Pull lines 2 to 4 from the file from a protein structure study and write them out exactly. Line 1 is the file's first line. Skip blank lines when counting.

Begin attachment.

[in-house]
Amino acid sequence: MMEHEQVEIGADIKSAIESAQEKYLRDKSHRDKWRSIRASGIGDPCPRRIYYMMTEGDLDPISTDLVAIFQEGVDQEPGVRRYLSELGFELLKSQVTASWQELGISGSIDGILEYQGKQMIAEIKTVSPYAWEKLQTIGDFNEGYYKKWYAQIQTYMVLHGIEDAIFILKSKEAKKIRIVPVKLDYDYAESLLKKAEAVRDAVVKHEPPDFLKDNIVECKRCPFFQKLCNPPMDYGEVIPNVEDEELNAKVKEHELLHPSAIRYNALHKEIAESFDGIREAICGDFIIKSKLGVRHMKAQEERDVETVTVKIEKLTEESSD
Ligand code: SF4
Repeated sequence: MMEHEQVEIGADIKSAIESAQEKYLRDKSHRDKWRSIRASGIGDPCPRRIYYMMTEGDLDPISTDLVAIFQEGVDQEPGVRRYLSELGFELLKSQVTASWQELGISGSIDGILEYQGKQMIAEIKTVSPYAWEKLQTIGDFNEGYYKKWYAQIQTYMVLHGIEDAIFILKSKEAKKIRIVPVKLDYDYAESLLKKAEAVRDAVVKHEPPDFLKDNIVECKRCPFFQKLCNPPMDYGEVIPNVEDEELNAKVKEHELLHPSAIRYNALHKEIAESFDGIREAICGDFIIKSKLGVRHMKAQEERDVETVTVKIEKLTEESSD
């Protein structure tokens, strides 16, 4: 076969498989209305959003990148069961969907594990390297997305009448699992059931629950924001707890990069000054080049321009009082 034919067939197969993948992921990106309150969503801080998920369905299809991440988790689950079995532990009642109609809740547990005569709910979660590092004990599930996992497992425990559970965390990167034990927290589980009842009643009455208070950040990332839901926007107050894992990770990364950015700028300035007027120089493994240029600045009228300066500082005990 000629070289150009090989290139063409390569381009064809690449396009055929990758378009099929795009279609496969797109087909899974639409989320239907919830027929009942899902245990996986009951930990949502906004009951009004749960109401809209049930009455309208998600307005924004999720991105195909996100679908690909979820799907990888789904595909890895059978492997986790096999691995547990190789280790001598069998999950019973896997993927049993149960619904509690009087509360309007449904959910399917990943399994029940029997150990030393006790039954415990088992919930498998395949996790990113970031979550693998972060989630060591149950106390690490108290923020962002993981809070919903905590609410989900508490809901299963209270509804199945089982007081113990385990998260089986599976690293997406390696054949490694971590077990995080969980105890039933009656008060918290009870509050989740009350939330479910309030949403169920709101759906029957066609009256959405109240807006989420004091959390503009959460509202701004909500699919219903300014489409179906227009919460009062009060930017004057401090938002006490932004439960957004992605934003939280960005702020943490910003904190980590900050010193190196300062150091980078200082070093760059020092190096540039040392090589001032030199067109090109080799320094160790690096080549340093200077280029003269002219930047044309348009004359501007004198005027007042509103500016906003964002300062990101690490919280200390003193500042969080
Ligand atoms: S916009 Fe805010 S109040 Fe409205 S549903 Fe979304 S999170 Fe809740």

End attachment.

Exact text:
Amino acid sequence: MMEHEQVEIGADIKSAIESAQEKYLRDKSHRDKWRSIRASGIGDPCPRRIYYMMTEGDLDPISTDLVAIFQEGVDQEPGVRRYLSELGFELLKSQVTASWQELGISGSIDGILEYQGKQMIAEIKTVSPYAWEKLQTIGDFNEGYYKKWYAQIQTYMVLHGIEDAIFILKSKEAKKIRIVPVKLDYDYAESLLKKAEAVRDAVVKHEPPDFLKDNIVECKRCPFFQKLCNPPMDYGEVIPNVEDEELNAKVKEHELLHPSAIRYNALHKEIAESFDGIREAICGDFIIKSKLGVRHMKAQEERDVETVTVKIEKLTEESSD
Ligand code: SF4
Repeated sequence: MMEHEQVEIGADIKSAIESAQEKYLRDKSHRDKWRSIRASGIGDPCPRRIYYMMTEGDLDPISTDLVAIFQEGVDQEPGVRRYLSELGFELLKSQVTASWQELGISGSIDGILEYQGKQMIAEIKTVSPYAWEKLQTIGDFNEGYYKKWYAQIQTYMVLHGIEDAIFILKSKEAKKIRIVPVKLDYDYAESLLKKAEAVRDAVVKHEPPDFLKDNIVECKRCPFFQKLCNPPMDYGEVIPNVEDEELNAKVKEHELLHPSAIRYNALHKEIAESFDGIREAICGDFIIKSKLGVRHMKAQEERDVETVTVKIEKLTEESSD